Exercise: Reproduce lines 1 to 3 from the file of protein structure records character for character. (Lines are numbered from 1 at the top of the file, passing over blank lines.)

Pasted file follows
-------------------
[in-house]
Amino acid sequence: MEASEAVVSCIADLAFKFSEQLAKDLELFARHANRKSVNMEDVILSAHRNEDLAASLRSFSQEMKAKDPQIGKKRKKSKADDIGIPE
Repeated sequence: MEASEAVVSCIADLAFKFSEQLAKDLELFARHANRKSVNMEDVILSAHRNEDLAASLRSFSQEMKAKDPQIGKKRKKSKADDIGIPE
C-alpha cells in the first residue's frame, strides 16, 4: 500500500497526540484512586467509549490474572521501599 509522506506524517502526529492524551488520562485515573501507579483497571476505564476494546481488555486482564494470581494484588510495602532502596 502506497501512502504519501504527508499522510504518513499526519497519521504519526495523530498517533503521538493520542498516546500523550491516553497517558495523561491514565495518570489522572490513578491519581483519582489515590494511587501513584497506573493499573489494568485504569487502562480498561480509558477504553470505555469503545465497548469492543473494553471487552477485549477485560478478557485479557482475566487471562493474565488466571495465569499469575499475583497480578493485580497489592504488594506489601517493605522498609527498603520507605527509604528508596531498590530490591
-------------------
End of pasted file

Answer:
[in-house]
Amino acid sequence: MEASEAVVSCIADLAFKFSEQLAKDLELFARHANRKSVNMEDVILSAHRNEDLAASLRSFSQEMKAKDPQIGKKRKKSKADDIGIPE
Repeated sequence: MEASEAVVSCIADLAFKFSEQLAKDLELFARHANRKSVNMEDVILSAHRNEDLAASLRSFSQEMKAKDPQIGKKRKKSKADDIGIPE